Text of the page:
Halter Marine is creating jobs, and through its partnership with Mississippi Gulf Coast Community College (MGCCC), training the apprentices to fill them. Demonstrating their commitment to the Gulf Coast community, Halter Marine and MGCCC launched their apprenticeship program with a recent apprenticeship orientation session.
The apprenticeship program is designed in three components: on-the-job training, classroom training and a progressive wage increase as participants reach set milestones. It offers training in the craft labor fields of welding, ship fitting, pipe fitting, pipe welding and electrical. With the exception of pipe welding, each of the apprenticeship programs is four years in length while pipe welding is three years. Ten students are enrolled in each of the five disciplines for a total of 50 apprentices.
“Because of our contract with the U.S. Coast Guard to build the new Polar Security Cutter, we must double our workforce, and we can’t do it alone,” said Bob Merchent, President and CEO of Halter Marine. “We need this apprenticeship program, and the partnership of the Mississippi Gulf Coast Community College. The Polar Security Cutter program is making us more sustainable for the future and that of our employees who will have job security for many years.”
The apprentices are following maritime technology curriculum approved by the Mississippi Community College Board. The curriculum comprises 10 to 12 classes in support of their craft, plus management/leadership classes. The classes are being taught as noncredit, workforce classes, but the apprentices will have the opportunity to convert their noncredit classes into credit through competency-based exams.
“The concentration of a skilled shipbuilding workforce on the Mississippi Gulf Coast is to U.S. shipbuilding what Annapolis is to the U.S. Navy,” said Kevin Amis, Executive Vice President of Operations for Halter Marine. “All of these roles will prepare us for building the Polar Security Cutters. This is the right time to train workers in Jackson County and along the Gulf Coast.”
The apprenticeship program is a new workforce-training model for Halter Marine to ensure consistently high-quality shipbuilders, enabling Halter Marine to successfully pursue federal shipbuilding contracts. Apprentices will be assigned to employee mentors to guide them throughout the program.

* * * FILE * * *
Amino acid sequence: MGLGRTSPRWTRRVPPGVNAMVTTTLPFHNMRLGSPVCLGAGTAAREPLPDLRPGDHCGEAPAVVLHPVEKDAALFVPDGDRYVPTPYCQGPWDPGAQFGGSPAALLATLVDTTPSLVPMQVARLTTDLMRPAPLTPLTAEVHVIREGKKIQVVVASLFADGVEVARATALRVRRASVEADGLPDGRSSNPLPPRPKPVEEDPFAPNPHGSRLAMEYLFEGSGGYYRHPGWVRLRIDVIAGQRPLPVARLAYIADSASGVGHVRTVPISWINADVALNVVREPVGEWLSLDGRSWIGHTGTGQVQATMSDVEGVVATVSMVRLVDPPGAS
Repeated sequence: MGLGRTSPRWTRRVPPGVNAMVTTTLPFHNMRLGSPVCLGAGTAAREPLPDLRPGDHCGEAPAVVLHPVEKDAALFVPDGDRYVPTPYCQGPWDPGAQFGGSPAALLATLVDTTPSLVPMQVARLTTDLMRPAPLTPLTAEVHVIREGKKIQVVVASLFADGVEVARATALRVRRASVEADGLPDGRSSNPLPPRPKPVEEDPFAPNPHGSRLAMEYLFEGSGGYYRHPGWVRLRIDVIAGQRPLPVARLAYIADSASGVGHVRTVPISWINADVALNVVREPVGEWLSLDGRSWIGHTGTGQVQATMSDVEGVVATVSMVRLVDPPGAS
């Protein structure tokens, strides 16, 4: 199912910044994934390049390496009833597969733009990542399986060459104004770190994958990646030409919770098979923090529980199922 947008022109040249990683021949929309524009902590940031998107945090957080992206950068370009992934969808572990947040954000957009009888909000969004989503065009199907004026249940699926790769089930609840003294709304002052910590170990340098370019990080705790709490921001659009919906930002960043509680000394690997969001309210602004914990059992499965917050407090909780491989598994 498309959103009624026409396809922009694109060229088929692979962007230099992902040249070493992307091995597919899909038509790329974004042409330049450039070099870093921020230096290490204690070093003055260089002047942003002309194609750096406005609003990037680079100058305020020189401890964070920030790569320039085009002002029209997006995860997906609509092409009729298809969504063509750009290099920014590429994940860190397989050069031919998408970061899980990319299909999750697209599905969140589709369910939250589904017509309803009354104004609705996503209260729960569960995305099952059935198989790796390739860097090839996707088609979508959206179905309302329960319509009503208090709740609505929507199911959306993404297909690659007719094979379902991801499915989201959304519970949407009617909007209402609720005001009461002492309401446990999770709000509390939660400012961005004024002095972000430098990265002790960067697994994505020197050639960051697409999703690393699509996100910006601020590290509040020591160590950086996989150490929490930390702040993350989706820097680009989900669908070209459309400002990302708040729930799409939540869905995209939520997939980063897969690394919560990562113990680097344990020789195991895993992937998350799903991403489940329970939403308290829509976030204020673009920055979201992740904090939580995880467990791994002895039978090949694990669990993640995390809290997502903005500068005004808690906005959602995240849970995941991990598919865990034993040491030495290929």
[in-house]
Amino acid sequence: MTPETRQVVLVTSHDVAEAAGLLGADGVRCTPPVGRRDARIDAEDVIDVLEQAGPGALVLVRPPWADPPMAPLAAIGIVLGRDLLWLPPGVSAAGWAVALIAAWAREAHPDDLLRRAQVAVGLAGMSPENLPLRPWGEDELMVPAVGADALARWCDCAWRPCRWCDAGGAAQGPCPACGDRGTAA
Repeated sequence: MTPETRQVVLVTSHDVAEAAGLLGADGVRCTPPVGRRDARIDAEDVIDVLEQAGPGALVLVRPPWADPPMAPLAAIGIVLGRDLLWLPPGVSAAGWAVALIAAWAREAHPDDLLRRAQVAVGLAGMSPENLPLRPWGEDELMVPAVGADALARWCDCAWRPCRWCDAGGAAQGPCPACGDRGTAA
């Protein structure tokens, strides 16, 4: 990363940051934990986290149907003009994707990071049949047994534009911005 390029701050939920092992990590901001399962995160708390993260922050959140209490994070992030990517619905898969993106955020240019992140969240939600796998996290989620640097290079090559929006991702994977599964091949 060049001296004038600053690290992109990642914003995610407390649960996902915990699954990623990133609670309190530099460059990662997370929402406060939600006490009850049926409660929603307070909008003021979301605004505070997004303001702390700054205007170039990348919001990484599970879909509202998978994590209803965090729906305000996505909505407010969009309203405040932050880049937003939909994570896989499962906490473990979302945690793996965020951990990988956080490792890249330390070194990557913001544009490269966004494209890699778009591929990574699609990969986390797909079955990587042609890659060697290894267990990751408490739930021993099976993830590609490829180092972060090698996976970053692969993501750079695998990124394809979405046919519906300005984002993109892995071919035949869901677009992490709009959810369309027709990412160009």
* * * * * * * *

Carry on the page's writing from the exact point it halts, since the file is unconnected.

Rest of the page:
“Halter Marine plans to begin new registered apprentices each fall for several years,” said Gayle Brown, MGCCC grants and special projects developer. “Additionally, six other crafts have been approved by the U.S. Department of Labor for Halter Marine to apprentice, so when the company is ready, the college will stand up those programs as well.”
The demand for skilled labor is increasing in Mississippi, said Tonya Neely, director of the Mississippi Apprenticeship Program and Business Engagement for the Mississippi Community College Board. Not only is this program beneficial for apprentices and Halter Marine, this program will strengthen Mississippi’s pipeline of skilled workers and contribute to creating a thriving Mississippi economy, she said.
“The new program at Halter Marine will increase our skilled labor pipeline and provide Mississippians with an opportunity for long-term career growth in a good paying job,” Neely said. “The partnership with Halter Marine demonstrates what is possible when companies think differently about recruiting and training new team member. Apprenticeships are a proven workforce development strategy that offers employment opportunities for Mississippians that allows them to learn new skills while earning a good paying job.”